Volunteer internships provide qualified college students and adults with professional skills in various areas of museum operations and education. While we are not able to offer a stipend, we feel that our internships offer a unique experience and the opportunity to develop new skills. Those interested in receiving credits for an internship should investigate this with their institution. High school students fulfilling an "internship" requirement for their schools should consider job opportunities listed in volunteering.
For most internships, a commitment of 16 to 20 hours per week is expected. Generally time would be scheduled on weekdays between the hours of 9 and 5, but some weekend scheduling is also possible. We will try to be flexible in working out a schedule.
For a more detailed job description and application information for any of the internships listed below contact: Lois Kuter, Volunteer Manager, at firstname.lastname@example.org or 215-299-1029.
For undergraduate and graduate research internships, go to Research Internships.
Current Internship Opportunities
Museum Galleries Education Volunteer
Interns serve as informal interpreters in the public spaces of the museum to educate guests of all ages about exhibits and natural science topics using hands-on activities.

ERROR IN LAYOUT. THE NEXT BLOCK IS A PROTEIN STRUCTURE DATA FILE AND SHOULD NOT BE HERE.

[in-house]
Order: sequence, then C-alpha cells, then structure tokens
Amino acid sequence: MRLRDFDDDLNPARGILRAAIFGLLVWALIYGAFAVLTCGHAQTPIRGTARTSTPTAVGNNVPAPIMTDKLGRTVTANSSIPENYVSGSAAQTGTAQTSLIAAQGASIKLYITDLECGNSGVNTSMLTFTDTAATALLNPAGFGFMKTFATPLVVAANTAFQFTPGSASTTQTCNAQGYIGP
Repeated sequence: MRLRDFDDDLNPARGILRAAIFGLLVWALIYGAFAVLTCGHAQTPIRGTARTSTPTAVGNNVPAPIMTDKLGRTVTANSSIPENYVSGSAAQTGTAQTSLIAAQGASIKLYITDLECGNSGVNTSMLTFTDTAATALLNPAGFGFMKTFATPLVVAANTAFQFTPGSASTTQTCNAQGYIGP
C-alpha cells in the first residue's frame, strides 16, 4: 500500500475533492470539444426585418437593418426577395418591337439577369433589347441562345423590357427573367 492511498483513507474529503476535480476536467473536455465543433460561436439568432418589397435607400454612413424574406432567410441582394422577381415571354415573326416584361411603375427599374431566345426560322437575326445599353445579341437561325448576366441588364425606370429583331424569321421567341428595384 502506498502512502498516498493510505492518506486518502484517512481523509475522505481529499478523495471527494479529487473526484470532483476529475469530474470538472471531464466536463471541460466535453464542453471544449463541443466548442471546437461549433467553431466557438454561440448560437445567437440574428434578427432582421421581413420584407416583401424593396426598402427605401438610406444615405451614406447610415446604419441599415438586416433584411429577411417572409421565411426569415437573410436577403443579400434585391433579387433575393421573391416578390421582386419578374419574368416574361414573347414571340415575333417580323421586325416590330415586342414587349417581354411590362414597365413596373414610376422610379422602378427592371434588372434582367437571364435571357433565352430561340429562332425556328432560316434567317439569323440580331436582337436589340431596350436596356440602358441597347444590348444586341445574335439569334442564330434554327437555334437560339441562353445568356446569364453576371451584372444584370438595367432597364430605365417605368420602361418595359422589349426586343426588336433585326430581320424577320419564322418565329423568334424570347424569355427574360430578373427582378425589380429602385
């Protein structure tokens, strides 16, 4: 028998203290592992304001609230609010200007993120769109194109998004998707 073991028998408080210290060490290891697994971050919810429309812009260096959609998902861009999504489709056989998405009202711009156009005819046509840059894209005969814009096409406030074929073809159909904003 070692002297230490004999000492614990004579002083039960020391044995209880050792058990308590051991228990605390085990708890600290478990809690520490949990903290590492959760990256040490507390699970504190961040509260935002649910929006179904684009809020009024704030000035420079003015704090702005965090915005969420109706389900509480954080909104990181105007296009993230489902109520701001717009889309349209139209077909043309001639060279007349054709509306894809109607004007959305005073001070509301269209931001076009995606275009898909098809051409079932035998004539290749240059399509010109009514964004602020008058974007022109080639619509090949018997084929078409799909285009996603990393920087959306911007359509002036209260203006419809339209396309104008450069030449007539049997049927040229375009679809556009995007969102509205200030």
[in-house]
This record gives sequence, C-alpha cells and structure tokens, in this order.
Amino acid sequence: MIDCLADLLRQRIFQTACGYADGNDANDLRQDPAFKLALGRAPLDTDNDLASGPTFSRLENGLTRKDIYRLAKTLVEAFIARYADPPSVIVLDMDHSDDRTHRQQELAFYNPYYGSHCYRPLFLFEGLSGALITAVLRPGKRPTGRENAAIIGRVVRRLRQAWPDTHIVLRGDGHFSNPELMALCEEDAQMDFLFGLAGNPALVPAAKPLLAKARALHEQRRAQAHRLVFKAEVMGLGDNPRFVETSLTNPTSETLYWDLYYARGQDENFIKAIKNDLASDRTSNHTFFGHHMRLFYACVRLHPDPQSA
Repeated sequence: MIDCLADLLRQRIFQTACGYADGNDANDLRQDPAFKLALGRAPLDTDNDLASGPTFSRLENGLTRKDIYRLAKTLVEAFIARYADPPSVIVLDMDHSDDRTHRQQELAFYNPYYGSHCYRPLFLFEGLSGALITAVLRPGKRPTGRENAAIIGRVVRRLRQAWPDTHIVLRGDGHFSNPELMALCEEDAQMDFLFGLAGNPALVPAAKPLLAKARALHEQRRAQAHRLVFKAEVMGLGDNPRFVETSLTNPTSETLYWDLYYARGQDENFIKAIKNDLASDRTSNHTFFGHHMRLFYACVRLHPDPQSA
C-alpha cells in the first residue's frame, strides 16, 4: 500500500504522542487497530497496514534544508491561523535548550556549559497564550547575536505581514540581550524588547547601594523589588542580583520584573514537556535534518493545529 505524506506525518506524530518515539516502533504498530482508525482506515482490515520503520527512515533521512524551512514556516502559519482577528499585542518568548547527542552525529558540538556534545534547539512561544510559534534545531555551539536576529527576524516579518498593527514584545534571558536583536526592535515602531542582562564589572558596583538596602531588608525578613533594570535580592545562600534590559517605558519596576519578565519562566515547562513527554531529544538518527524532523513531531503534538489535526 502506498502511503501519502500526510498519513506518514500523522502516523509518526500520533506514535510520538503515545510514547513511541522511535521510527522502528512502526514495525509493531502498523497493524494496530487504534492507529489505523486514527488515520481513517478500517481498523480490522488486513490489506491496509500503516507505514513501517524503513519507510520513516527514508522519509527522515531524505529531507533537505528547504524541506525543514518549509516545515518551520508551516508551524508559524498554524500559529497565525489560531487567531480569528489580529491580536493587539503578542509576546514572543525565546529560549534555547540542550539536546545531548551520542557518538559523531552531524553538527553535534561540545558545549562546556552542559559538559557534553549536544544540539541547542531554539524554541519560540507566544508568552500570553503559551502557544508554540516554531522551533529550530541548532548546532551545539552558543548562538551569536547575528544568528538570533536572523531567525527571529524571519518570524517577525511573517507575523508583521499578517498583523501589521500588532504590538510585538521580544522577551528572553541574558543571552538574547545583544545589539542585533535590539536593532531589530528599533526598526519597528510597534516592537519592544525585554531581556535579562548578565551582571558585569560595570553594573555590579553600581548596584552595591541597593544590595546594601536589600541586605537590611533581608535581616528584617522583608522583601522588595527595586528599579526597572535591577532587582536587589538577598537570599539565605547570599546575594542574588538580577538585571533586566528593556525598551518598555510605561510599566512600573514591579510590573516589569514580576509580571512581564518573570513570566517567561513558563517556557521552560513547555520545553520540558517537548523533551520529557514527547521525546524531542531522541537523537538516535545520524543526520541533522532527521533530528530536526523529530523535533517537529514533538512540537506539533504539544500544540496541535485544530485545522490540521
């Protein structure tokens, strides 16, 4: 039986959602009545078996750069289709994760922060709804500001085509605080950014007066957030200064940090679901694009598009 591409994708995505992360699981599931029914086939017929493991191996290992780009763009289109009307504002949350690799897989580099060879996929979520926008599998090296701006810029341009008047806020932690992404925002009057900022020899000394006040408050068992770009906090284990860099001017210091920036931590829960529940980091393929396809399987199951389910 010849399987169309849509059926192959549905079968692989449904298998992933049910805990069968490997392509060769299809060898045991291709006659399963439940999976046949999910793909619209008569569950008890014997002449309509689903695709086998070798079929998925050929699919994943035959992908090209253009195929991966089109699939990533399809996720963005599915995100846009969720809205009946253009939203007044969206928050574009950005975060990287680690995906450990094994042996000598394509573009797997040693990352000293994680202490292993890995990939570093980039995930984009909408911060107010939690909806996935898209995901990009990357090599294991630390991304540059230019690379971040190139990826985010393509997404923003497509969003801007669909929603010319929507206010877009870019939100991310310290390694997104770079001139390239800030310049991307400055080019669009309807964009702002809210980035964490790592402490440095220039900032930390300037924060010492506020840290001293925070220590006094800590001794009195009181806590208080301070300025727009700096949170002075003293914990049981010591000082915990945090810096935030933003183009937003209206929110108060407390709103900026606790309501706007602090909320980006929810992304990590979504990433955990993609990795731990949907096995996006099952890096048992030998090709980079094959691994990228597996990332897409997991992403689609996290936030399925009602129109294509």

Interns also help to develop programming, lesson plans, and activities for museum guests and school groups, as well as assist supervisors with volunteer trainings and educational material maintenance.
Interns may take on the following interpretive assignments, throughout the museum:
- Special Exhibits Gallery Guide for upcoming exhibits traveling here: Chocolate (Fall 2014), Titanaboa (Winter/Spring 2015), Animal Grossology (Spring/Summer 2015)
- Cart of Curiosity Interpreter
- Invertebrate Cart Live Specimen Interpreter (optional, requiring extra training)
- Live Animal Floor Presenter (optional for qualified volunteers 18 and older)
Interns will also complete a project that may be turned into a floor program for museum visitors.
Public Relations/Press Relations Assistant
This internship offers the opportunity for a self-motivated, eager student to develop communications skills while working in a busy communications office at a one of Philadelphia’s top cultural attractions. The Public Relations/Press Relations assistant helps the Senior Communications Manager promote the exhibits, programs and key initiatives to the media, niche audiences, and the general public. The assistant will benefit from experience with a variety of projects, many on deadline, and from working with the Institutional Advancement team.